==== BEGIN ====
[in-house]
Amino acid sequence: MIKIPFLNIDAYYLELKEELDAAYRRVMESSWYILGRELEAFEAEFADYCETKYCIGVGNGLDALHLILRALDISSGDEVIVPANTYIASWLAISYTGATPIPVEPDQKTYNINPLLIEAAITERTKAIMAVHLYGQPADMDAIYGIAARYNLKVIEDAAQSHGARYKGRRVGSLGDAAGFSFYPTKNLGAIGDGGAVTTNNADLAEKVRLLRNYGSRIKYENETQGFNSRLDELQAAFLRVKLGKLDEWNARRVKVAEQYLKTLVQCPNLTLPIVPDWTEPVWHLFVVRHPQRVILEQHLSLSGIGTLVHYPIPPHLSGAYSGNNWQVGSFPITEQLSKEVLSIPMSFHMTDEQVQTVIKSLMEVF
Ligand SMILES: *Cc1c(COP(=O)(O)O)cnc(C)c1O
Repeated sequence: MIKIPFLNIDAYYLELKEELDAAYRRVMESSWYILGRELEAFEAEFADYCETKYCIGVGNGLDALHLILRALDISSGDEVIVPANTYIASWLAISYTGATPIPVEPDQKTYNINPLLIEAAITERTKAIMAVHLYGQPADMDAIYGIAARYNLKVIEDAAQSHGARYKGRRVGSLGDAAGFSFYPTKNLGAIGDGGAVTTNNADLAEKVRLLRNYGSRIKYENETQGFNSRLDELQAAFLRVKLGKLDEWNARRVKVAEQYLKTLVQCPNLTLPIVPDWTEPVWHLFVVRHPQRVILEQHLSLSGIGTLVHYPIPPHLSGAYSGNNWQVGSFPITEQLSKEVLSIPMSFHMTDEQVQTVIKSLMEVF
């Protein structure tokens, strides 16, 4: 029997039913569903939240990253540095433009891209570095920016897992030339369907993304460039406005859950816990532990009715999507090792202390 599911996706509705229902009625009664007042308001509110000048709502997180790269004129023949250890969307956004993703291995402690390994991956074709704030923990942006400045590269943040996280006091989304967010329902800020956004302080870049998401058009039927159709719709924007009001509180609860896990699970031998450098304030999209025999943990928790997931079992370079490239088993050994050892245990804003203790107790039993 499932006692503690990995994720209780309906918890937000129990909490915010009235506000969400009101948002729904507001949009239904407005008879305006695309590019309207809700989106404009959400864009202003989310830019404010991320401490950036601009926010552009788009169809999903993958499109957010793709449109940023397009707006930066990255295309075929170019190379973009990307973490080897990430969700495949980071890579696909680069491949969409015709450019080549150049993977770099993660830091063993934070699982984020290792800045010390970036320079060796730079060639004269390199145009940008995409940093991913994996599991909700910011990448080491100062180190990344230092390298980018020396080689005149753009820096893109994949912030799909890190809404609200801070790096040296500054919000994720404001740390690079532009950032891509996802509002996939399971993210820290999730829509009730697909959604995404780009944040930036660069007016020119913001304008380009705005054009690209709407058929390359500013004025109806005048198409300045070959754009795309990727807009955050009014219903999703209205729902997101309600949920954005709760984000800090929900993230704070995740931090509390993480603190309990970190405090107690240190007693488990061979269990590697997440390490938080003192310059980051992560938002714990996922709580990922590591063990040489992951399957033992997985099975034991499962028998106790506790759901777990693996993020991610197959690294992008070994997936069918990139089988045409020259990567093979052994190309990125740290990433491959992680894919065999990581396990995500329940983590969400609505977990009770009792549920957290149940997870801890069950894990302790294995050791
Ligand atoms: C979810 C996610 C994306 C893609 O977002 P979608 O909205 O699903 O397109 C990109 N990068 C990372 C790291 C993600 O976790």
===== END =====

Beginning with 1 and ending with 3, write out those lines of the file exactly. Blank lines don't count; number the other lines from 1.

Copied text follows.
[in-house]
Amino acid sequence: MIKIPFLNIDAYYLELKEELDAAYRRVMESSWYILGRELEAFEAEFADYCETKYCIGVGNGLDALHLILRALDISSGDEVIVPANTYIASWLAISYTGATPIPVEPDQKTYNINPLLIEAAITERTKAIMAVHLYGQPADMDAIYGIAARYNLKVIEDAAQSHGARYKGRRVGSLGDAAGFSFYPTKNLGAIGDGGAVTTNNADLAEKVRLLRNYGSRIKYENETQGFNSRLDELQAAFLRVKLGKLDEWNARRVKVAEQYLKTLVQCPNLTLPIVPDWTEPVWHLFVVRHPQRVILEQHLSLSGIGTLVHYPIPPHLSGAYSGNNWQVGSFPITEQLSKEVLSIPMSFHMTDEQVQTVIKSLMEVF
Ligand SMILES: *Cc1c(COP(=O)(O)O)cnc(C)c1O